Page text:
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Meet the researchers: Clinical MS research in Cambridge

10:30am-12:00pm on Wednesday 27 March

Times shown are in GMT (UTC +0) up to the 26th March. For events on or after 27th March times are in BST (UTC +1).

Babbage Lecture Theatre, (Through the Pembroke Archway), New Museums Site Downing Street, CB2 3RS

Multiple sclerosis (MS) is the most common cause of neurological impairment in young adults (excluding that caused by physical injuries and trauma). MS affects more than 2.8 million people worldwide, of which at least 300,000 are children.

It is caused by the body’s own immune system mistakenly attacking the brain and spine, leading to inflammation. This is associated with damage to a fatty layer around nerve fibres called myelin, which normally helps electrical signals to travel quickly along the nerve, and also protects the nerve.

Consequently, in MS, nerve signals may no longer work correctly, and the nerves are vulnerable to injury. This leads to the symptoms of MS, such as problems with movement, coordination or vision – depending upon where in the brain or spine is affected. Over time and following discrete ‘attacks’ of MS, this ‘damage’ typically accumulates, leading to increasing impairments.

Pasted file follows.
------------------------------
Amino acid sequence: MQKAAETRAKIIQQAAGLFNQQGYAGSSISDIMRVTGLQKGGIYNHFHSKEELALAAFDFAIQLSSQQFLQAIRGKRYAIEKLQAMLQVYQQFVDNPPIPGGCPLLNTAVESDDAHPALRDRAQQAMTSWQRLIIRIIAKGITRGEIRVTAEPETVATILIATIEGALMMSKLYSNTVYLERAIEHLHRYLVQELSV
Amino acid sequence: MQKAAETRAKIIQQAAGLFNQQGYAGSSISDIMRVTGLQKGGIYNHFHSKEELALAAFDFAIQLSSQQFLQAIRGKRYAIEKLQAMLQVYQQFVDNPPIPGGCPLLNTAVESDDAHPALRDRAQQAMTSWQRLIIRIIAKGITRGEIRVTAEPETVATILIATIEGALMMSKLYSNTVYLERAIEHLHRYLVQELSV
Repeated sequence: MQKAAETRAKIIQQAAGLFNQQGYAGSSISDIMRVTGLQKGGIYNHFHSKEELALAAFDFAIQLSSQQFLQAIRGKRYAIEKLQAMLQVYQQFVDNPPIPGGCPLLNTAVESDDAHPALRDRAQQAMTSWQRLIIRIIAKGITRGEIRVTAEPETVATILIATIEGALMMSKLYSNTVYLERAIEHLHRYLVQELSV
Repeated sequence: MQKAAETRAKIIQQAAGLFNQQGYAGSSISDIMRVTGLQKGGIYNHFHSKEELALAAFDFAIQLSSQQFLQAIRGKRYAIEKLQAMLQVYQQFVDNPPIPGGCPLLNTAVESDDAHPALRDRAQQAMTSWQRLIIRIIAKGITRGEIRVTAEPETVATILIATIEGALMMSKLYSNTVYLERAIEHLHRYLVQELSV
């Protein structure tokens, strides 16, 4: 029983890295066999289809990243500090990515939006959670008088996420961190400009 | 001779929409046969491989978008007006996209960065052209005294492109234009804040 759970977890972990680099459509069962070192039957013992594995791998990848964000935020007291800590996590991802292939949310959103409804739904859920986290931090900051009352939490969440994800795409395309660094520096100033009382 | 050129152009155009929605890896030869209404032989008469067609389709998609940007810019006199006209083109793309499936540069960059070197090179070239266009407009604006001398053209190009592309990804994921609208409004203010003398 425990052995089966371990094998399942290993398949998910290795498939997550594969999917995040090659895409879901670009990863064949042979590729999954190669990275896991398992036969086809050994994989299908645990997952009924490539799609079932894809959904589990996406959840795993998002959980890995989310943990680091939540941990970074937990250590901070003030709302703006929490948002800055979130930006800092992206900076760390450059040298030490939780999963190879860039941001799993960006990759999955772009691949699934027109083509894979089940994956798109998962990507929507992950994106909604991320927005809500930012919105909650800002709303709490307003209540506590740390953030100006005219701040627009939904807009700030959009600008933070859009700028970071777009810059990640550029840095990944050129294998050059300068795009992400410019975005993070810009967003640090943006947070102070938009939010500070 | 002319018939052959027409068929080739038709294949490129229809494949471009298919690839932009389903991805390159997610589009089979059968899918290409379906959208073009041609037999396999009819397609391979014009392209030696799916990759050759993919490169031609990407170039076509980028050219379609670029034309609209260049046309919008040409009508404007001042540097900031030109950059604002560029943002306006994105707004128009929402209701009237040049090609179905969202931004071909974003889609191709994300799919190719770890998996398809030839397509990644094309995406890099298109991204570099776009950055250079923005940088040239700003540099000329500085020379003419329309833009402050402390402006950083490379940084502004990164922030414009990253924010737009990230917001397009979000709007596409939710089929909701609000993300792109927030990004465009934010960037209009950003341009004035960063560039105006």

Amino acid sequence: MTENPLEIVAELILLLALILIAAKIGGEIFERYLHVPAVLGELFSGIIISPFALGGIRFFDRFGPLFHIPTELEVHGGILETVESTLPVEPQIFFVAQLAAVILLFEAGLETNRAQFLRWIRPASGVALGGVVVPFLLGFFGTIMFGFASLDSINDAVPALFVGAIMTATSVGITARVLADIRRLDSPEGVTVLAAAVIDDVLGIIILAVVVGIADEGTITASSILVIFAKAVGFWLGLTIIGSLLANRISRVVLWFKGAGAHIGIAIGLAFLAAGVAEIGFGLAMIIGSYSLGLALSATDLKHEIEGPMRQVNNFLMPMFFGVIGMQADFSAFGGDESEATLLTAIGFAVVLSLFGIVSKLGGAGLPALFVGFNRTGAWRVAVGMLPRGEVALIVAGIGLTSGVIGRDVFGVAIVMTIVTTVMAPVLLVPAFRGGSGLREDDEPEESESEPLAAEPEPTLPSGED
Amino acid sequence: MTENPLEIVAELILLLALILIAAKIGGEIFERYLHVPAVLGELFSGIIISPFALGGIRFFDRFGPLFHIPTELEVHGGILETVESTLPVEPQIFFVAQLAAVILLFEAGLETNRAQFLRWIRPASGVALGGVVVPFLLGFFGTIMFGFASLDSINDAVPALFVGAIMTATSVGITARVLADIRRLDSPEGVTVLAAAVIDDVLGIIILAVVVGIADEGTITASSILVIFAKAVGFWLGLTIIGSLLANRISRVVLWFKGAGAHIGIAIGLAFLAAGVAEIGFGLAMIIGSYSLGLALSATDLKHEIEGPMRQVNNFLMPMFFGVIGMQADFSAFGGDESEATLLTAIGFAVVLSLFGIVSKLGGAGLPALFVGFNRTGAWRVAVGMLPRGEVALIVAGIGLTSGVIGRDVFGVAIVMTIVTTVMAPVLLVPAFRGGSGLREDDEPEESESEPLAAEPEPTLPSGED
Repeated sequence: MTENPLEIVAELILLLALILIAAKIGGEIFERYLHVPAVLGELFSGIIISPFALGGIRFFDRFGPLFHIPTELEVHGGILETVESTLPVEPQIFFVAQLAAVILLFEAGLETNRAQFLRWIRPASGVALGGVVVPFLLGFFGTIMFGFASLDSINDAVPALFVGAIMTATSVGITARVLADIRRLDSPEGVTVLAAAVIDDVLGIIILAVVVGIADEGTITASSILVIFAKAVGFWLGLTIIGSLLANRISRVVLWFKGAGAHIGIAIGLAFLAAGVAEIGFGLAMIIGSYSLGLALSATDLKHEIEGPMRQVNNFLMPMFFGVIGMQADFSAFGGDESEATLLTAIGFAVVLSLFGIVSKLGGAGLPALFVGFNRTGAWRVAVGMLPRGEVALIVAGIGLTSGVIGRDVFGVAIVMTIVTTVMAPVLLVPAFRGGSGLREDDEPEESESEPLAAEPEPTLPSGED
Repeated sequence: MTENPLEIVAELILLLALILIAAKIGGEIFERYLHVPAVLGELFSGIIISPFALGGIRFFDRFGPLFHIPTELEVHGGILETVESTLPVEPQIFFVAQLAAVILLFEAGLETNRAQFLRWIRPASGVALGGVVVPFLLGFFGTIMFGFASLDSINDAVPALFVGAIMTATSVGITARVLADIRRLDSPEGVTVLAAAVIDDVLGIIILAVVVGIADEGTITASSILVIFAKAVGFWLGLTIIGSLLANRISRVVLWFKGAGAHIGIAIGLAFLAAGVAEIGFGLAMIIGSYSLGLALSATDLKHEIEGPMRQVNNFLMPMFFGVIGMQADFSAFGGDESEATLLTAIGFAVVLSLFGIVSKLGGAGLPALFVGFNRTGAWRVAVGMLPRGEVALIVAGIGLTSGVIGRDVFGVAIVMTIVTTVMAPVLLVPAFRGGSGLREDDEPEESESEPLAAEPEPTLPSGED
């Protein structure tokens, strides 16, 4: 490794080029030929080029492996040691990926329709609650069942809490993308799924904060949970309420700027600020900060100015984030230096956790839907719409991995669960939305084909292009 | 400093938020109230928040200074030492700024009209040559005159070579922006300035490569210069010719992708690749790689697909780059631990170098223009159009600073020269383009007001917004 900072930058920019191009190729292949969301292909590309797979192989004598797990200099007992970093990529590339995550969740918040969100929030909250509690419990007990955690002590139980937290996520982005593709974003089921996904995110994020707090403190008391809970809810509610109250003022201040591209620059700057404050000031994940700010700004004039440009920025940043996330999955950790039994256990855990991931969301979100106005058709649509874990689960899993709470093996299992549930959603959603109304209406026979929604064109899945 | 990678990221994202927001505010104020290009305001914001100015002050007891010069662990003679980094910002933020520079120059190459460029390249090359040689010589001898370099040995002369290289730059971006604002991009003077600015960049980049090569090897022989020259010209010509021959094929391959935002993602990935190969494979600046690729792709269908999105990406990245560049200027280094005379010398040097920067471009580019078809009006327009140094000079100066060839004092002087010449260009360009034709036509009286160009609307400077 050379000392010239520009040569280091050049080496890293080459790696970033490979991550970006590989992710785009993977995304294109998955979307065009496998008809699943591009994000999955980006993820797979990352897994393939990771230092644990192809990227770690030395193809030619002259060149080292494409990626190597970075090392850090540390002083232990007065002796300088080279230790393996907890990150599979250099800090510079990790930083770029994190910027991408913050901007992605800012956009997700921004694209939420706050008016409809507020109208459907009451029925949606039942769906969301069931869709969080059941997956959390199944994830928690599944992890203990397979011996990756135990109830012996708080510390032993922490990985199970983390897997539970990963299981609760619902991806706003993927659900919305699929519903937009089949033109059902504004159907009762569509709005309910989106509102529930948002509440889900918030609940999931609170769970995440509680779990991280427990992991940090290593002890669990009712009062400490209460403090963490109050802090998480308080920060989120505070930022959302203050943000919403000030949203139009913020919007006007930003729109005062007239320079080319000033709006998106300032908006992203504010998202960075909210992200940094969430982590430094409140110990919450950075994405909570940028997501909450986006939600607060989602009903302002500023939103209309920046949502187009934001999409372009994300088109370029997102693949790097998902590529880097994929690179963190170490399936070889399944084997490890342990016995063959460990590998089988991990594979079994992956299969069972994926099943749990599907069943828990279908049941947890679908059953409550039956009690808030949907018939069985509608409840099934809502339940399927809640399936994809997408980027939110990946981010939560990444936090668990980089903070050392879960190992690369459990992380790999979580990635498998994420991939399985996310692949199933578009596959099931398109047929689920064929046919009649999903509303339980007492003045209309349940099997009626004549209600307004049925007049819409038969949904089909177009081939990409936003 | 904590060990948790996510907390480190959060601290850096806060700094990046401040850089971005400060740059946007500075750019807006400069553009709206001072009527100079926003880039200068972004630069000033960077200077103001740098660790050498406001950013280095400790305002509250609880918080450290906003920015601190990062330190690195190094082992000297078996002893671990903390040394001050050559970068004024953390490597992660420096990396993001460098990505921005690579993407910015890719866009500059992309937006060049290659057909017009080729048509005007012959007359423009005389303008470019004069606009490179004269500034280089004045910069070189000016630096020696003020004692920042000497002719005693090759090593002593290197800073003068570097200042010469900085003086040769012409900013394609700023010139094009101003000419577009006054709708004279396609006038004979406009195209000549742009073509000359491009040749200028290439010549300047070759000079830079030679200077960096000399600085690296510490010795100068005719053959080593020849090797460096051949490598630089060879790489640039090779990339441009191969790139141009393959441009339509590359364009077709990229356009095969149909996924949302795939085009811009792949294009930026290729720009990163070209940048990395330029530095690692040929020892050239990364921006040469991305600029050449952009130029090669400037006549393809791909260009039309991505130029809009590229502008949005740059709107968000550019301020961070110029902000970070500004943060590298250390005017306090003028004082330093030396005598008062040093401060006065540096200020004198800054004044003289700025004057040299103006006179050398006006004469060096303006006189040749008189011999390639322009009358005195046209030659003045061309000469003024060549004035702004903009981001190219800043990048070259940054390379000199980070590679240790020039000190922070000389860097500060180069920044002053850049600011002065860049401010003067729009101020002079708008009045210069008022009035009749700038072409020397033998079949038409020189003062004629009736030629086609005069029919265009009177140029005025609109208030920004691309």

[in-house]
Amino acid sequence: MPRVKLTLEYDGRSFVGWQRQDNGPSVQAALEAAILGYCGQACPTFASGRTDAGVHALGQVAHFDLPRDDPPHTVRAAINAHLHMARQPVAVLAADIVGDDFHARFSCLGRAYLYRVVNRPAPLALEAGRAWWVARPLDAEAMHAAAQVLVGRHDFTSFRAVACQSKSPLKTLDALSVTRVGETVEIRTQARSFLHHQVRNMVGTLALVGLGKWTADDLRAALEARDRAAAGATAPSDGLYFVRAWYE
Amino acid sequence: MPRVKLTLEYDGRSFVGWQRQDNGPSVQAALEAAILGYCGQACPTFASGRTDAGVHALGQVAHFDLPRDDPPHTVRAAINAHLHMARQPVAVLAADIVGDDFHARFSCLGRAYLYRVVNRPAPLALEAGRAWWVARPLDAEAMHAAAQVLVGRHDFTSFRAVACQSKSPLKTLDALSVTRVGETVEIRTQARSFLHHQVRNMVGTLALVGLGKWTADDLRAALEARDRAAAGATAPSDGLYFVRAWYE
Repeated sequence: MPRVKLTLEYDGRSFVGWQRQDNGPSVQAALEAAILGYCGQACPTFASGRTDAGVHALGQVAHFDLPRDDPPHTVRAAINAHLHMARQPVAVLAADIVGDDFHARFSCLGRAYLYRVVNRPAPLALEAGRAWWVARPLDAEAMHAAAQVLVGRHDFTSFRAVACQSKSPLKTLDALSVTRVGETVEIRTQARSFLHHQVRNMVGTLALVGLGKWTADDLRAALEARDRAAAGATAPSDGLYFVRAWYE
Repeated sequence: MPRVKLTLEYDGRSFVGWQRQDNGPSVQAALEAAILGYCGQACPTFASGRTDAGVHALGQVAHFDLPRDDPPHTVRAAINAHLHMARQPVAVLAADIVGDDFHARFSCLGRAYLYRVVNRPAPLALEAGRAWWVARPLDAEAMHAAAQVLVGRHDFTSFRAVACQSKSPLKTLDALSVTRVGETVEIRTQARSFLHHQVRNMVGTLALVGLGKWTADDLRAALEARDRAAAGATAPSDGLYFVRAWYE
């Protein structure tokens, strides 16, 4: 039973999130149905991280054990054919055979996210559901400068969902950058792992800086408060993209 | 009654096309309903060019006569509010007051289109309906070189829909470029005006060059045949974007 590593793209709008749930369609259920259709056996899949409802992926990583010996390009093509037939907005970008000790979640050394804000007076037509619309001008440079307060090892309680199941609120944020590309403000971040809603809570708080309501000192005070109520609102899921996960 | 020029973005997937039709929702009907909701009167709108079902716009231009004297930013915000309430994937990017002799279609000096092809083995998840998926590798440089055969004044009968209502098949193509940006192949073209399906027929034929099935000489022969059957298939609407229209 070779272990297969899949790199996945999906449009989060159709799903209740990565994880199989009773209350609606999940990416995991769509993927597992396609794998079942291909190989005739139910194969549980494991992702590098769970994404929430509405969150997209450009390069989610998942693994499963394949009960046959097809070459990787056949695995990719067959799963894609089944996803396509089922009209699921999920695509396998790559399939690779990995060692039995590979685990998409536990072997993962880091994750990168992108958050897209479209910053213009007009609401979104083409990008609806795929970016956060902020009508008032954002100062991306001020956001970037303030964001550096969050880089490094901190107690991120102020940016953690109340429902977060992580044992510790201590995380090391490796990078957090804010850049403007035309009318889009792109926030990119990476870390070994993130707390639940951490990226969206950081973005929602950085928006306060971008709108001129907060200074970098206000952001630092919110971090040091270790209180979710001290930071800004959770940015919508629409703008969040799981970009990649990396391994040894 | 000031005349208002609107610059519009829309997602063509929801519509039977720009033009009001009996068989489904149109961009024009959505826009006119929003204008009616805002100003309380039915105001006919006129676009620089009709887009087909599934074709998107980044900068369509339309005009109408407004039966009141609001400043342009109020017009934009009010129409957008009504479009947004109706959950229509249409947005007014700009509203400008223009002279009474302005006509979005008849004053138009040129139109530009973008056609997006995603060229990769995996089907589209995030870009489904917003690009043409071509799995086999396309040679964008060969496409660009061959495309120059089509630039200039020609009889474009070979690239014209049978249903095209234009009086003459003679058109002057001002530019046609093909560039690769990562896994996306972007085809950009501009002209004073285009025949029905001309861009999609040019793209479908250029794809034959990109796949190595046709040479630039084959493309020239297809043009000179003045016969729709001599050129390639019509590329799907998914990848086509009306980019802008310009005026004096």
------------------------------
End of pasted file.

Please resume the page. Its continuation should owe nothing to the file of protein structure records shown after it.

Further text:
Our research mission is to find ways to stop the progression of symptoms in MS. We currently have two main approaches, which we will present in a series of interactive presentations.

First, is our study of remyelination – a form of ‘brain repair’. Normally the body can regenerate damaged myelin, but in MS this process fails. We are investigating whether combinations of repurposed drugs (using existing medicines for a different purpose) can help promote myelin repair in MS, and are also exploring how remyelination is affected by age.

Second, is using the power of ‘big data’. Through collaboration with other national and international MS research centres, clinical data for nearly 100,000 people with MS worldwide is accessible. Using this information, we can examine multiple aspects of care for people with MS – for example running ‘virtual clinical trials’ to explore the effects of different MS treatments and exploring real-world outcomes for patients. Altogether, our work is building an evidence base to support future MS treatment that will be more tailored towards specific individuals.

These presentations will be followed by an open discussion about MS research, during which we will invite your questions to our panel.

Booking/Registration is: REQUIRED

Additional Information

Age: Adults
Format: Talk
Timing: In person
Cost: Free
Event Capacity: 100
Theme: Health
Accessibility: Full access

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